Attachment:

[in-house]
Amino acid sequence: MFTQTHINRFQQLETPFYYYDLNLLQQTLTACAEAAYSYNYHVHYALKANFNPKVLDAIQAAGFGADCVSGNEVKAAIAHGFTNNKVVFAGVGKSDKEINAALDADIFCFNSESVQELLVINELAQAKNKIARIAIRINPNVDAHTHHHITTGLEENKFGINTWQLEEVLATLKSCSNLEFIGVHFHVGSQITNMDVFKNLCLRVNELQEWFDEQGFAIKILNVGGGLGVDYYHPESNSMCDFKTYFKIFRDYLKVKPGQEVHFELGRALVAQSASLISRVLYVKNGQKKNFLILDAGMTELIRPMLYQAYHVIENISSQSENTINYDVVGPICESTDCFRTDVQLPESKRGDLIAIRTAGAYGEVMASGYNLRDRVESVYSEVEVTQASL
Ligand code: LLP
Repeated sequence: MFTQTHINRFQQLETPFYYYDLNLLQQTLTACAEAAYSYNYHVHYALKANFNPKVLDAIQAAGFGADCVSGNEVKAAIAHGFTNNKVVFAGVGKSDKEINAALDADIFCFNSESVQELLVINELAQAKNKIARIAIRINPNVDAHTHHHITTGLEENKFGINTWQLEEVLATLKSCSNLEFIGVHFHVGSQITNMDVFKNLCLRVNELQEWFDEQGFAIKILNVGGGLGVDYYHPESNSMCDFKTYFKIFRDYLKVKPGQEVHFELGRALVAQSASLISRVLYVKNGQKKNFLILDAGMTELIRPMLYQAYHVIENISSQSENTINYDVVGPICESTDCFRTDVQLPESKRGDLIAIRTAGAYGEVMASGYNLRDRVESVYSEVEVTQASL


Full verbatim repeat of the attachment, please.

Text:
[in-house]
Amino acid sequence: MFTQTHINRFQQLETPFYYYDLNLLQQTLTACAEAAYSYNYHVHYALKANFNPKVLDAIQAAGFGADCVSGNEVKAAIAHGFTNNKVVFAGVGKSDKEINAALDADIFCFNSESVQELLVINELAQAKNKIARIAIRINPNVDAHTHHHITTGLEENKFGINTWQLEEVLATLKSCSNLEFIGVHFHVGSQITNMDVFKNLCLRVNELQEWFDEQGFAIKILNVGGGLGVDYYHPESNSMCDFKTYFKIFRDYLKVKPGQEVHFELGRALVAQSASLISRVLYVKNGQKKNFLILDAGMTELIRPMLYQAYHVIENISSQSENTINYDVVGPICESTDCFRTDVQLPESKRGDLIAIRTAGAYGEVMASGYNLRDRVESVYSEVEVTQASL
Ligand code: LLP
Repeated sequence: MFTQTHINRFQQLETPFYYYDLNLLQQTLTACAEAAYSYNYHVHYALKANFNPKVLDAIQAAGFGADCVSGNEVKAAIAHGFTNNKVVFAGVGKSDKEINAALDADIFCFNSESVQELLVINELAQAKNKIARIAIRINPNVDAHTHHHITTGLEENKFGINTWQLEEVLATLKSCSNLEFIGVHFHVGSQITNMDVFKNLCLRVNELQEWFDEQGFAIKILNVGGGLGVDYYHPESNSMCDFKTYFKIFRDYLKVKPGQEVHFELGRALVAQSASLISRVLYVKNGQKKNFLILDAGMTELIRPMLYQAYHVIENISSQSENTINYDVVGPICESTDCFRTDVQLPESKRGDLIAIRTAGAYGEVMASGYNLRDRVESVYSEVEVTQASL